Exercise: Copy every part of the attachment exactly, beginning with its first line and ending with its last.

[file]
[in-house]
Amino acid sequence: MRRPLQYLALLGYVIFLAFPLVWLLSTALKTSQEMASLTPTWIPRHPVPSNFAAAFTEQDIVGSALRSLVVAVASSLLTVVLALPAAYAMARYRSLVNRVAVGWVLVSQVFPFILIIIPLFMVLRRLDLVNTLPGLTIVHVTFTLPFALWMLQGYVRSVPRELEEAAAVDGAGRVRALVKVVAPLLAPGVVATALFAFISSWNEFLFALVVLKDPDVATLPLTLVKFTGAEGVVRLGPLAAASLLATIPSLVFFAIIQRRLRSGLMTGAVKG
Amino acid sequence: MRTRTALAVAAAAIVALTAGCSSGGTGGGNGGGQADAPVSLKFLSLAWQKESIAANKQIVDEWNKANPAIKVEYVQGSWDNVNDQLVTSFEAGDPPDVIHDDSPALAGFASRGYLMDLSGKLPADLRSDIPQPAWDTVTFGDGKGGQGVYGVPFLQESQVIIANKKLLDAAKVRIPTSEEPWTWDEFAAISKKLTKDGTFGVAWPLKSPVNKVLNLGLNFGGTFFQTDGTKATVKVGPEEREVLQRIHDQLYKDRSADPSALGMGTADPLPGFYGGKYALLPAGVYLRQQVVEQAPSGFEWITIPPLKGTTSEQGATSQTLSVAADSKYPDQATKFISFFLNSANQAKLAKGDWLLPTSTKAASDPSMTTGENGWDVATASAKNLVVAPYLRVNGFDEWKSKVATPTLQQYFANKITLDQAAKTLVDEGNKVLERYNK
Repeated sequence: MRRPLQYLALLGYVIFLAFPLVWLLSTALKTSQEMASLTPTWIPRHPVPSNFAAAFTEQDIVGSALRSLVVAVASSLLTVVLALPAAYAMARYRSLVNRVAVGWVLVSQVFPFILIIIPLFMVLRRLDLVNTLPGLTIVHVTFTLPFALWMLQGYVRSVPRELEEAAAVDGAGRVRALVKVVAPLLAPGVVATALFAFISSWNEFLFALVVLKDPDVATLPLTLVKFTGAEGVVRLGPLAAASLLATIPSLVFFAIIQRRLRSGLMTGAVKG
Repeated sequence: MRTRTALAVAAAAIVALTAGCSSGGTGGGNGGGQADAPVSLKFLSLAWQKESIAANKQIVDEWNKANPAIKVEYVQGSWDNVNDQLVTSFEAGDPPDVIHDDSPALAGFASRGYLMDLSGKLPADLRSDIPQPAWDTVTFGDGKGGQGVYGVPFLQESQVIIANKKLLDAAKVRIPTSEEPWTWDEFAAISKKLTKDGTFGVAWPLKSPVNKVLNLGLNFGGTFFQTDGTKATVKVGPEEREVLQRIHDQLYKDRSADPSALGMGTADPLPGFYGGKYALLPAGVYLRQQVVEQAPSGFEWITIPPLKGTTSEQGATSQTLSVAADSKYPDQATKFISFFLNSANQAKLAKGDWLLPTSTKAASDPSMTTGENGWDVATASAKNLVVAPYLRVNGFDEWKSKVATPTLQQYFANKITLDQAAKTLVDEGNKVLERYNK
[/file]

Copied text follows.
[in-house]
Amino acid sequence: MRRPLQYLALLGYVIFLAFPLVWLLSTALKTSQEMASLTPTWIPRHPVPSNFAAAFTEQDIVGSALRSLVVAVASSLLTVVLALPAAYAMARYRSLVNRVAVGWVLVSQVFPFILIIIPLFMVLRRLDLVNTLPGLTIVHVTFTLPFALWMLQGYVRSVPRELEEAAAVDGAGRVRALVKVVAPLLAPGVVATALFAFISSWNEFLFALVVLKDPDVATLPLTLVKFTGAEGVVRLGPLAAASLLATIPSLVFFAIIQRRLRSGLMTGAVKG
Amino acid sequence: MRTRTALAVAAAAIVALTAGCSSGGTGGGNGGGQADAPVSLKFLSLAWQKESIAANKQIVDEWNKANPAIKVEYVQGSWDNVNDQLVTSFEAGDPPDVIHDDSPALAGFASRGYLMDLSGKLPADLRSDIPQPAWDTVTFGDGKGGQGVYGVPFLQESQVIIANKKLLDAAKVRIPTSEEPWTWDEFAAISKKLTKDGTFGVAWPLKSPVNKVLNLGLNFGGTFFQTDGTKATVKVGPEEREVLQRIHDQLYKDRSADPSALGMGTADPLPGFYGGKYALLPAGVYLRQQVVEQAPSGFEWITIPPLKGTTSEQGATSQTLSVAADSKYPDQATKFISFFLNSANQAKLAKGDWLLPTSTKAASDPSMTTGENGWDVATASAKNLVVAPYLRVNGFDEWKSKVATPTLQQYFANKITLDQAAKTLVDEGNKVLERYNK
Repeated sequence: MRRPLQYLALLGYVIFLAFPLVWLLSTALKTSQEMASLTPTWIPRHPVPSNFAAAFTEQDIVGSALRSLVVAVASSLLTVVLALPAAYAMARYRSLVNRVAVGWVLVSQVFPFILIIIPLFMVLRRLDLVNTLPGLTIVHVTFTLPFALWMLQGYVRSVPRELEEAAAVDGAGRVRALVKVVAPLLAPGVVATALFAFISSWNEFLFALVVLKDPDVATLPLTLVKFTGAEGVVRLGPLAAASLLATIPSLVFFAIIQRRLRSGLMTGAVKG
Repeated sequence: MRTRTALAVAAAAIVALTAGCSSGGTGGGNGGGQADAPVSLKFLSLAWQKESIAANKQIVDEWNKANPAIKVEYVQGSWDNVNDQLVTSFEAGDPPDVIHDDSPALAGFASRGYLMDLSGKLPADLRSDIPQPAWDTVTFGDGKGGQGVYGVPFLQESQVIIANKKLLDAAKVRIPTSEEPWTWDEFAAISKKLTKDGTFGVAWPLKSPVNKVLNLGLNFGGTFFQTDGTKATVKVGPEEREVLQRIHDQLYKDRSADPSALGMGTADPLPGFYGGKYALLPAGVYLRQQVVEQAPSGFEWITIPPLKGTTSEQGATSQTLSVAADSKYPDQATKFISFFLNSANQAKLAKGDWLLPTSTKAASDPSMTTGENGWDVATASAKNLVVAPYLRVNGFDEWKSKVATPTLQQYFANKITLDQAAKTLVDEGNKVLERYNK